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The new SALT Contemporary Dance is shaking up perceptions about dance in Salt Lake County. The 12-member Draper-based company, now in its second season, hopes to reach an untapped audience at its performance in Park City on Saturday, Oct. 24.
SALT artistic director Michelle Nielsen is looking to add more substance than spice to the company she and Alisa Gillespie co-founded in 2013, after the two dance teachers decided the highly trained students graduating from Utah's colleges and universities needed a place to dance with quality choreography to perform. SALT's first performance last April, "Surge," sold out both nights at the Rose Wagner's Black Box theater, and Nielsen said tickets are going fast for "Surge II," the 90-minute, one-night show at Prospector Theater.
"We wanted to create a company that was appealing to dancers and audiences," Nielsen said. "So our goal is to bring in choreographers who challenge the dancers through their processes, but also when the work transitions to the stage it is engaging and entertaining to audiences of every background."
Choreographer Gabrielle Lamb was in Utah last month creating a premiere at SALT's studio in Draper. Lamb has danced with the upper echelon of choreographers and companies, including Morphoses, Christopher Wheeldon's 2007 concept that set the dance world on fire. She was previously a soloist with Les Grands Ballet de Canadiens de Montreal where she worked closely with Ohad Naharin, Mats Ek and Shen Wei. All the while, Lamb was learning more than choreography from these greats; she was absorbing their processes in the art of dancemaking.
"Wheeldon works in more traditional ballet language than I do," Lamb said. "But from him I understood how to work with dancers in layers. We clarify as we go. In the beginning when creating movement phrases, we just work on coordination. Then when we start to combine the phrases we talk more about focus and shaping and musicality it's an organic process."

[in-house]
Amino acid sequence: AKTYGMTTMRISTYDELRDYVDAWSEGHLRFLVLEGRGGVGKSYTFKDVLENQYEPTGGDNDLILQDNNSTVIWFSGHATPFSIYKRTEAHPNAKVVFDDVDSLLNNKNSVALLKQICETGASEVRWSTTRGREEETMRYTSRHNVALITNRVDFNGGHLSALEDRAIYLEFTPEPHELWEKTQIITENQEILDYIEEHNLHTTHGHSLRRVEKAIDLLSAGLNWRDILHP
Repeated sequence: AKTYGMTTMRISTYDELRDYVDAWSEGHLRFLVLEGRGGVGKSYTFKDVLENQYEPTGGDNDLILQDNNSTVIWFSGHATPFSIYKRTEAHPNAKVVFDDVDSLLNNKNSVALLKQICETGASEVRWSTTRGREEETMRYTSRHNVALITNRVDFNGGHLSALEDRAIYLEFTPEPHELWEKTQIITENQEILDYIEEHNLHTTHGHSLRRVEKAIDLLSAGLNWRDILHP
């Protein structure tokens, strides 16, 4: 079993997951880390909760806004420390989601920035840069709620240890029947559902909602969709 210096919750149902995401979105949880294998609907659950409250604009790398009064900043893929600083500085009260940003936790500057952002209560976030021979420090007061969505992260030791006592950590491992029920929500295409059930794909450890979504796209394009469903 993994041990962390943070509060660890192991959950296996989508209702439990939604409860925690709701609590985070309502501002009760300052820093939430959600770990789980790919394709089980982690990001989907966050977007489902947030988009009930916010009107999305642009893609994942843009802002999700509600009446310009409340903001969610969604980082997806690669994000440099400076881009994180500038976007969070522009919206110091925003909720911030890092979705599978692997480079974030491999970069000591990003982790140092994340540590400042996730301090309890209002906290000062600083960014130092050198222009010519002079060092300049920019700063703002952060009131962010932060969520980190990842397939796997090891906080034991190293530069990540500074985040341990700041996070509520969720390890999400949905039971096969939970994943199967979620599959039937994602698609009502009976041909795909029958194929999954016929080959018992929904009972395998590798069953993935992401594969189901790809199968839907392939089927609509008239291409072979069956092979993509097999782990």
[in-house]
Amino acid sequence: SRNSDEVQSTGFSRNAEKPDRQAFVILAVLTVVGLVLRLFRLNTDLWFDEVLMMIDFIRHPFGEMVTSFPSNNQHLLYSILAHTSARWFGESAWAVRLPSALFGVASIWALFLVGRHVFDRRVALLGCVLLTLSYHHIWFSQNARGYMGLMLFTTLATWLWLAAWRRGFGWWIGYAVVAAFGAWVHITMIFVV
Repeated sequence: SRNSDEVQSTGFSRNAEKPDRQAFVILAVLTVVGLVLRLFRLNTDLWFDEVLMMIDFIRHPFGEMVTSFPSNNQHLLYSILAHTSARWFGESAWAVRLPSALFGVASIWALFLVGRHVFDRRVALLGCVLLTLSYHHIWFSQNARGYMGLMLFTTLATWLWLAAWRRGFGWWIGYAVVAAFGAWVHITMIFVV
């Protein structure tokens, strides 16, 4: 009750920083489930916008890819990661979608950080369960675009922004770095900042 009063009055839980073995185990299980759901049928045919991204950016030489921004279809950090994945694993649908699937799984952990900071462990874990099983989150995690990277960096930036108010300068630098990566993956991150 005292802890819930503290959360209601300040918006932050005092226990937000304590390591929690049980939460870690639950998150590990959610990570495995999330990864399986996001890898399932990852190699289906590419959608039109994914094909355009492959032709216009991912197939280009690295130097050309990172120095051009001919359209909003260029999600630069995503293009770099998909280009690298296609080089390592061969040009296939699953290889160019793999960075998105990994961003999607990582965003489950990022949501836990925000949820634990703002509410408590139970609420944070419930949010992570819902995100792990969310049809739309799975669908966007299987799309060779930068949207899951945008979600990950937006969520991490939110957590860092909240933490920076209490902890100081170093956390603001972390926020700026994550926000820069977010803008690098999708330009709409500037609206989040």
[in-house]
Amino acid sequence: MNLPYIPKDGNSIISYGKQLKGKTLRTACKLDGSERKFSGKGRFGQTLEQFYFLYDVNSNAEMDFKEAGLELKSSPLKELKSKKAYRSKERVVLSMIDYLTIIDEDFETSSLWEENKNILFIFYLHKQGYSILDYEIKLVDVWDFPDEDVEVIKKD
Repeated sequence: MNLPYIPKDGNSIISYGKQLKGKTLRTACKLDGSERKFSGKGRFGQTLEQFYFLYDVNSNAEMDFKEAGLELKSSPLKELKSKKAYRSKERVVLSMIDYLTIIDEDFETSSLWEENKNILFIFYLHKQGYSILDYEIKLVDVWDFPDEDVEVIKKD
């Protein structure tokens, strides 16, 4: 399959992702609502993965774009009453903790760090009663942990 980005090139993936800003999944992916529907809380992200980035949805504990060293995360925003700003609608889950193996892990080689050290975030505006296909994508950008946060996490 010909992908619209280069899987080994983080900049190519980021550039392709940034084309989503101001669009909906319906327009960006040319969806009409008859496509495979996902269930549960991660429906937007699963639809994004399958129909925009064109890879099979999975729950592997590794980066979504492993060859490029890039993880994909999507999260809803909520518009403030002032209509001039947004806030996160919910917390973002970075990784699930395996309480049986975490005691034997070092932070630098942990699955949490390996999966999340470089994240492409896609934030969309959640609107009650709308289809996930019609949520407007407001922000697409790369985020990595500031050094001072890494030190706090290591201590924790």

From Ohad Naharin, one of this generation's greatest innovators, Lamb said she learned "experiencing the moment internally, rather than looking at your body as if in a mirror." She took special notice of Naharin's unique ability to "create really ingenious transitions that make the unexpected seem inevitable."
In her own work, Lamb said she likes to "ride the body's coordination there can still be a lot of athleticism and virtuosity but you can get more if you give a burst of energy and then coast on that."
Fellow choreographer and SALT guest dancer Garrett Smith persuaded Lamb to come to Draper to work with the company when the two were working on another project last year. Smith, a Utah native whose recent commissions include a premiere on Ballet West's 2015 Innovations program, has a piece in the upcoming SALT show and also will be dancing.
After rehearsal in Draper, Smith was leaving for Oslo, Norway, where he is a company member in the Norwegian National Ballet and was recently commissioned to create two new works.
In addition to Smith and Lamb, SALT contracted emerging-choreographer Lauren Edson, whose background includes North Carolina School of the Arts, The Juilliard School, and the School at Jacob's Pillow. She also danced with the Boise-based phenomenon Trey McIntyre Project before McIntyre surprised the dance world and folded his very successful company.
"I think this is a very balanced program," Nielsen said. "Our second company SALT II will also be performing, which is a wonderful way to give them stage experience and to let people know we are a company that has a present and a very bright future."
SALT Contemporary Dance's 'Surge II'
When • Saturday, Oct. 24, 6:30 p.m.
Where • Prospector Square Theater, 2200 Sidewinder Drive, Park City
Tickets • $20, $50 VIP package includes reception immediately following at Riverhorse On Main; arttix.org, 801-355-ARTS or email@example.com